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Letters from our readers

Issue: "All-American adoption story," Nov. 21, 2009

Real aid

We loved the Oct. 10 issue and were intrigued by the articles about Africa ("Africa, Inc."). I (Joel) grew up near Native American reservations and have seen how government "aid" in the form of handouts rarely works. We own a teachers' supply store and a specialty toy store and will look into obtaining hand-crafted products from Africa. What a thrill to think we could help out a business owner in Africa with real aid.
-Joel & Marcie Fenske; Kokomo, Ind.

The media have painted a scary picture of Africa-chaos and power struggles and violence-that discourages one from ever wanting to visit the continent. "Africa, Inc." presents a more positive picture of Africa as a land of potential and promise.
-Jim Craig; Richland Center, Wis.

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Thanks for the focus on African entrepreneurs. It was very hopeful. However, you didn't mention much about the many difficulties in Africa, such as fraud and corruption in the courts. We praise God for the great things entrepreneurs are bringing to Africa. We also pray that biblical principles will bring stability and righteousness to undergird those projects.
-Barbara R. Hoshiko; Ashland, Ohio

Sanctification, not legalism

I appreciated Andrée Seu's column, "Control that tongue" (Oct. 10). A desire to live a godly life that flows out from God's liberating grace in the sinner's heart is not legalism. It is sanctification.
-David R. Christenson; Lynnwood, Wash.

Any suggestion that we actually ought to do, or at least try, the things that Scripture commands are all too often criticized by some in the evangelical church as an affront to God's grace or as hidebound legalisms devoutly to be avoided lest we find ourselves among the Pharisees. Yet those commands stubbornly remain in the text, even in the midst of passages on grace.
-John Nelson; Roswell, N.M.

Campuses without students

Marvin Olasky aptly points to how higher education is about to reap the consequences of failing to serve its constituency well ("Class without rooms," Oct. 10). This sea-change may have other results. Many students who go to college "for the experience" but lack real motivation will have no place in an online system. Some may turn to apprenticeships and boost the thin ranks in blue collar trades. And for courses requiring lab time, do I see an entrepreneurial opportunity for franchised local laboratories that cater to students taking online courses?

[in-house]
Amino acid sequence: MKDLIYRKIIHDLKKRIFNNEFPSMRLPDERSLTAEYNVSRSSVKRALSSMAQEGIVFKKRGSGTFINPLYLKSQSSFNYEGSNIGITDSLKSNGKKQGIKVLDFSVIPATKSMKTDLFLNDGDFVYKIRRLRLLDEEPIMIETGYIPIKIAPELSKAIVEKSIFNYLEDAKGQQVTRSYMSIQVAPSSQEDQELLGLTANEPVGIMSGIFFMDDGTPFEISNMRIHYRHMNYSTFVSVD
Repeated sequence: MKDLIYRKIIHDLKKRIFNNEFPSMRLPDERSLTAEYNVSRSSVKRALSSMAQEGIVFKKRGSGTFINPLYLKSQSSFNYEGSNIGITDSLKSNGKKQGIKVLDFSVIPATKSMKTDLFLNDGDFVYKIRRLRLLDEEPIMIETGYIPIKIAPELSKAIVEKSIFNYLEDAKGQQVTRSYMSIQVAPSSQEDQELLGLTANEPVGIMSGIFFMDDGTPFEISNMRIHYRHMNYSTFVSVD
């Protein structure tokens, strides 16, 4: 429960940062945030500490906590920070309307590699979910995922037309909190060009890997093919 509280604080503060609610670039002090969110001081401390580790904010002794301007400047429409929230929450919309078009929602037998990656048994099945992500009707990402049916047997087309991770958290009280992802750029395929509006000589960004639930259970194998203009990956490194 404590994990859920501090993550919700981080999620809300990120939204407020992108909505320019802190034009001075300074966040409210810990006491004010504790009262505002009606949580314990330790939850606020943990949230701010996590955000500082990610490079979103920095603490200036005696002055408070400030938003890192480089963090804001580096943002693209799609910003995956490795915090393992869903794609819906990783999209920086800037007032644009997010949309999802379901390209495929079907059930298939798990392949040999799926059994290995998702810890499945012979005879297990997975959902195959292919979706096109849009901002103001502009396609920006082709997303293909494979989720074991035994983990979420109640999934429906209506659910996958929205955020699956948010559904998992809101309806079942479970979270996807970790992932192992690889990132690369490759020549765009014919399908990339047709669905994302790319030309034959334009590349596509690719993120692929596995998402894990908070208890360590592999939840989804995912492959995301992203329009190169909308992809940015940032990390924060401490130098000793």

-Gregg Baldridge; Palouse, Wash.

Leading to bondage

One should be more careful when comparing Evan Bayh and Mitch Daniels ("It takes a governor," Oct. 10). In Bayh's Wall Street Journal column he advocates fiscal restraint now so that "progressive government" can later spend more on the "pent up demand" for larger and more intrusive government. Bayh's progressivism leads to fiscal bondage and the theft of liberty.
-Jeff Singletary; Lebanon, Ind.

Not feeling it

As a minister's wife, my husband and I would feel the love of Clergy Appreciation Day much more without bonfires, plaques, or celebrity-style roasts (Looking Ahead, Oct. 10). May I suggest that more meaningful expressions of appreciation might be heartfelt cards, a thank-you for something specific, or a gift card to a restaurant that we cannot afford?
-Gretchen Mahoney; Newark, Del.

A mercy

Thank you for your article about Harmony Dust and her ministry ("Jesus & strippers," Oct. 10). As a survivor of sexual abuse, I often think of the paths I could have taken and thank God for His mercy that kept me from greater harm.
-Jenny Burgos; Worcester, Mass.

Distinct contrasts

It was a disappointment to read "Head of the class" (Oct. 10) about Michael Jordan's Hall of Fame acceptance speech. I agree that with Jordan, what you see is what you get, but we should note the distinct contrasts between Jordan's speech (in which he dissed some fellow competitors by name and neglected to affirm his own family, friends, and coaches) with that of fellow inductee David Robinson, who gave glory to God and affirmed his family, friends, and coaches.
-Doug Perkins; Wilmington, Del.

Blessed are the poor

My heart is softened by the verdant image in Sudan (Houses of God, Oct. 10) showing the bold, faithful, young, and old holding a church service beneath a sheltering tree. It is such a contrast with our church buildings, fineries, and programs. Amidst political unrest and hunger, they are blessed, indeed.
-Laura L. Lynn; Bunnell, Fla.

Keep it simple

I enjoyed "Low fidelity" (Oct. 10). I found it interesting that people value practicality over quality, and now that I think about it, I agree. It is a good idea to make things simpler and less expensive instead of spending money on more extravagant things.
-Brian Walsh, 14; Millis, Mass.


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